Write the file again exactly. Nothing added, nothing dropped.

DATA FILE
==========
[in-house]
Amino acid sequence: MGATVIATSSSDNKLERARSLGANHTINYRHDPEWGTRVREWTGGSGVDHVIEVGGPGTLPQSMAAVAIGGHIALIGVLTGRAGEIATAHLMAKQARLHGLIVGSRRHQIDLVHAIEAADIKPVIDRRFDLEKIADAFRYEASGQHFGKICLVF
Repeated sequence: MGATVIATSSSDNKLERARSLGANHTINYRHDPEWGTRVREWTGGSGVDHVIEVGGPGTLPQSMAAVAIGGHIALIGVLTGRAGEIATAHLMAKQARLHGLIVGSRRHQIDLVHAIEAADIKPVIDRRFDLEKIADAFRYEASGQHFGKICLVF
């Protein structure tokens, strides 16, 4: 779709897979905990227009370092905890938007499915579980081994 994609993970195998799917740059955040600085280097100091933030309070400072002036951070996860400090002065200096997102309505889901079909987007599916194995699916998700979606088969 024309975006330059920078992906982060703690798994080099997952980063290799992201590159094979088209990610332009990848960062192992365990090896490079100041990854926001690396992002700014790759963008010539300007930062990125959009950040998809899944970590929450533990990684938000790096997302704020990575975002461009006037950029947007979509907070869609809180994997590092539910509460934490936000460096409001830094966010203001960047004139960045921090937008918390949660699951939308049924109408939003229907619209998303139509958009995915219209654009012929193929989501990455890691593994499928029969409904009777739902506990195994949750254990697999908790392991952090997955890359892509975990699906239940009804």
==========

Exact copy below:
[in-house]
Amino acid sequence: MGATVIATSSSDNKLERARSLGANHTINYRHDPEWGTRVREWTGGSGVDHVIEVGGPGTLPQSMAAVAIGGHIALIGVLTGRAGEIATAHLMAKQARLHGLIVGSRRHQIDLVHAIEAADIKPVIDRRFDLEKIADAFRYEASGQHFGKICLVF
Repeated sequence: MGATVIATSSSDNKLERARSLGANHTINYRHDPEWGTRVREWTGGSGVDHVIEVGGPGTLPQSMAAVAIGGHIALIGVLTGRAGEIATAHLMAKQARLHGLIVGSRRHQIDLVHAIEAADIKPVIDRRFDLEKIADAFRYEASGQHFGKICLVF
């Protein structure tokens, strides 16, 4: 779709897979905990227009370092905890938007499915579980081994 994609993970195998799917740059955040600085280097100091933030309070400072002036951070996860400090002065200096997102309505889901079909987007599916194995699916998700979606088969 024309975006330059920078992906982060703690798994080099997952980063290799992201590159094979088209990610332009990848960062192992365990090896490079100041990854926001690396992002700014790759963008010539300007930062990125959009950040998809899944970590929450533990990684938000790096997302704020990575975002461009006037950029947007979509907070869609809180994997590092539910509460934490936000460096409001830094966010203001960047004139960045921090937008918390949660699951939308049924109408939003229907619209998303139509958009995915219209654009012929193929989501990455890691593994499928029969409904009777739902506990195994949750254990697999908790392991952090997955890359892509975990699906239940009804």